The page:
I say a heartfelt farewell to my old, dirty, rusted, bent, loved old friend.
Today I purchased a new wok.
This is not something I planned to do. I’ve been happy with the one I have, dispite the grimy rivets, beat-up handle and warped, burned bottom. Like an old blanket, it’s just something I’m comfortable with.
My wife isn’t. She doesn’t like the way it tilts when resting on the burner. She is put off by the fact that, even when cleaned, the cooking surface sheds a little bit of rust (especially when not protected by a light coating of oil). She doesn’t like the cheap lid.
I realized today that my wok is more than twelve years old. I can still remember standing in the kitchen of my own apartment in Chapel Hill, frying ginger and garlic in preparation for a dish. The year before was my ill-conceived attempt at a beef stir fry with apples and cinnamon. There was soup with tofu and pineapple and fragrant curry in a kitchen I shared with 4 much older and more mature housemates.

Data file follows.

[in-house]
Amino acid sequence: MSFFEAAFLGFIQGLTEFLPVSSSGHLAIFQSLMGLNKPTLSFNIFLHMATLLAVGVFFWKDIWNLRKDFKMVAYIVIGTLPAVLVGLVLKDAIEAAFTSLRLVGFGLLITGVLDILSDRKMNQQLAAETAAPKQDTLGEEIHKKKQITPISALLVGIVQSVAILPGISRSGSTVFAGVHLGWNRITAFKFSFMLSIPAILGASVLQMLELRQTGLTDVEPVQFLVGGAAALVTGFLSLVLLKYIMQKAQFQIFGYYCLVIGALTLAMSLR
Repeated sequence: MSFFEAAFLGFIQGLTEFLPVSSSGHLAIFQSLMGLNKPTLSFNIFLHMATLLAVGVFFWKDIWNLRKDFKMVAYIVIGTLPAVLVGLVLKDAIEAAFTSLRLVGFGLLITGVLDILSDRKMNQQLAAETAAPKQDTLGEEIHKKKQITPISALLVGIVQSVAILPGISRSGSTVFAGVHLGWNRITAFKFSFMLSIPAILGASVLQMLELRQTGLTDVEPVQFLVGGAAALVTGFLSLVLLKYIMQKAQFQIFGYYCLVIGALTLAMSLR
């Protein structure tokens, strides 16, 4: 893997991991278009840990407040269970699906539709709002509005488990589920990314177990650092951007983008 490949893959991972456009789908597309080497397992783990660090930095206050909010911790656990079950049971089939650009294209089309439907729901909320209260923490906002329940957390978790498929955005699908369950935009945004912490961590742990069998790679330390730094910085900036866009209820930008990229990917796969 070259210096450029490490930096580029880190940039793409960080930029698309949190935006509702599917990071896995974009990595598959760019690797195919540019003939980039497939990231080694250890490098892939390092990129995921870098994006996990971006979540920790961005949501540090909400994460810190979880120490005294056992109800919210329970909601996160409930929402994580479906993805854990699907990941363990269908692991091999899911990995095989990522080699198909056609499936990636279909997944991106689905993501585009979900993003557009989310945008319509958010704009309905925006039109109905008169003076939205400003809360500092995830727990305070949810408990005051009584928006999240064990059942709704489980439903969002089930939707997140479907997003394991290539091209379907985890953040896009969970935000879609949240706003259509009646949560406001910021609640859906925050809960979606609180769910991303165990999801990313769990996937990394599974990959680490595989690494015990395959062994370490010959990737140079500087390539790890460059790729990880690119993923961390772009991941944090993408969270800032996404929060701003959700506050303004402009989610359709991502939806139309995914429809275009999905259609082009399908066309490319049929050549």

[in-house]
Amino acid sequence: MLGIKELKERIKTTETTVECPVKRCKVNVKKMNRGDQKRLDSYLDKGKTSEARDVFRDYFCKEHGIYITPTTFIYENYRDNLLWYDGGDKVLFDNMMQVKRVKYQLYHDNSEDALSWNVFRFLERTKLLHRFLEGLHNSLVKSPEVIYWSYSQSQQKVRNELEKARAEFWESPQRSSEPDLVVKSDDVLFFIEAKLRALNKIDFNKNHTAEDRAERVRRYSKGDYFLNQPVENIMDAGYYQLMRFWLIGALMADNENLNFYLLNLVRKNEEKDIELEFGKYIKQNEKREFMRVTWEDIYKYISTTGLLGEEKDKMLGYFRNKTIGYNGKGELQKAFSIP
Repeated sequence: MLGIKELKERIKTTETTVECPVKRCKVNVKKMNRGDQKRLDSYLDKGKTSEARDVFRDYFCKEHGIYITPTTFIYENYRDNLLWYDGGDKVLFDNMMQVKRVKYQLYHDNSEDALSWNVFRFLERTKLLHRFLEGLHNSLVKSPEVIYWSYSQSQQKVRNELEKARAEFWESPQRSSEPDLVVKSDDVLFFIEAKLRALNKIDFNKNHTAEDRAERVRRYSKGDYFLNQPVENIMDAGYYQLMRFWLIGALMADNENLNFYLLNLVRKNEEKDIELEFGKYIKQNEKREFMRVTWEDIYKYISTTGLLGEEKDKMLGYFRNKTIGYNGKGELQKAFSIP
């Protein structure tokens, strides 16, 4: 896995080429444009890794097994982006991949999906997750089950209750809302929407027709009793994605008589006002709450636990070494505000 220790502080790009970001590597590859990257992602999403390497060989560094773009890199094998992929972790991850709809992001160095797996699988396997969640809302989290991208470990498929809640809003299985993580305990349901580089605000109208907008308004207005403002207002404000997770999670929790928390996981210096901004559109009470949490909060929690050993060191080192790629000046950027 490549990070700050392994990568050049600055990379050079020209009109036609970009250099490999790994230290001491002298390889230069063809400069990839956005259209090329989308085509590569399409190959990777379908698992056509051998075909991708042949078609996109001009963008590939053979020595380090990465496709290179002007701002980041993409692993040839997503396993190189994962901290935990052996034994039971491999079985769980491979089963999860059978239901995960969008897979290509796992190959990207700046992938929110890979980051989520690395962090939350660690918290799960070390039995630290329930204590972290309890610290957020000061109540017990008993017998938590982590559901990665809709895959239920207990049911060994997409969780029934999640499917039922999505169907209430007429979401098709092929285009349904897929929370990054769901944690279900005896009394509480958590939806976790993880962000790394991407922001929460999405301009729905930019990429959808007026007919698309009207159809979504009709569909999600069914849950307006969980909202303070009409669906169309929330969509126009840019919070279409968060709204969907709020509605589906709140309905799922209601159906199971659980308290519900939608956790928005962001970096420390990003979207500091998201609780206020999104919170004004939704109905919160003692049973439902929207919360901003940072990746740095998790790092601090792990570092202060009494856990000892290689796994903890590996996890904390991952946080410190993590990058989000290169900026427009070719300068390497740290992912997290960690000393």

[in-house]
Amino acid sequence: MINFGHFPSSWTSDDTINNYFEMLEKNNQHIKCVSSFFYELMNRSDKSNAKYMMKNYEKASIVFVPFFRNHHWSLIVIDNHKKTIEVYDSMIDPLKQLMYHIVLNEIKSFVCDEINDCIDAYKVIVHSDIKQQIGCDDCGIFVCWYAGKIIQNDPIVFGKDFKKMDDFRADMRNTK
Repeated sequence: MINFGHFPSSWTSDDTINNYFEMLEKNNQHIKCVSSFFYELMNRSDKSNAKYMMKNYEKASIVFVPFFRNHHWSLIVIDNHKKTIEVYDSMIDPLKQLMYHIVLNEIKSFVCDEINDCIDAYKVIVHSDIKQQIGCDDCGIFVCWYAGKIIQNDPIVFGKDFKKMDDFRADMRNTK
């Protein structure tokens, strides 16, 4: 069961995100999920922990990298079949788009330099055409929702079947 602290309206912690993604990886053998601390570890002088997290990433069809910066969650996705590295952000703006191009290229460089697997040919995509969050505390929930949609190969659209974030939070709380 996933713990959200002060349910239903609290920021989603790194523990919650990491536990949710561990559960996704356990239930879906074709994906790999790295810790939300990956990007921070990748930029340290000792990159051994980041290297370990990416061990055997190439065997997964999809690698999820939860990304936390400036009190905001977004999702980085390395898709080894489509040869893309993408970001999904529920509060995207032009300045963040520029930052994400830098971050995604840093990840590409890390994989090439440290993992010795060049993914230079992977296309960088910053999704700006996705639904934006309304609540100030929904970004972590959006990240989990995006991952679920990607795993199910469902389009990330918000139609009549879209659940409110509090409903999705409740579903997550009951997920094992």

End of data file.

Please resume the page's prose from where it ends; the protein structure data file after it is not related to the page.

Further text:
There were wonderful Thai dishes from my favorite cookbook.
I don’t remember exactly when I got this wok, so I don’t remember the earliest meals I cooked in it. I believe it was a Christmas gift from my mother. I remember taking the responsibility of seasoning it very seriously. I got it during the early stages of a culinary awakening that was fostered by people who are now old friends. Since that time I have used my wok to make stir fry, hot dogs, steamed pork buns, fish, soup, quesadillas, pad thai, omelets, pancakes, and toast. It has been the most frequently utilized weapon in my kitchen arsenal.
It is a relic of my past, a reminder of good times. Meals are always good times. At least the ones that I remember sharing with other people. I am fortunate that there have been so many.
This evening we went to Bed Bath and Beyond and bought a Calphalon stainless steel wok. Stainless will be easier to care for and sturdier than the carbon steel I’ve had. The new wok is deep, has a good heft, and comes with a sturdy glass lid. I’m married now, with a child on the way, and I have the grown up kitchen implements to prove it.
I think the first thing we make with it will be my wife’s excellent Ma Po tofu.
So I say a heartfelt farewell to my old, dirty, rusted, bent, loved old friend. Thanks for being there as I grew up.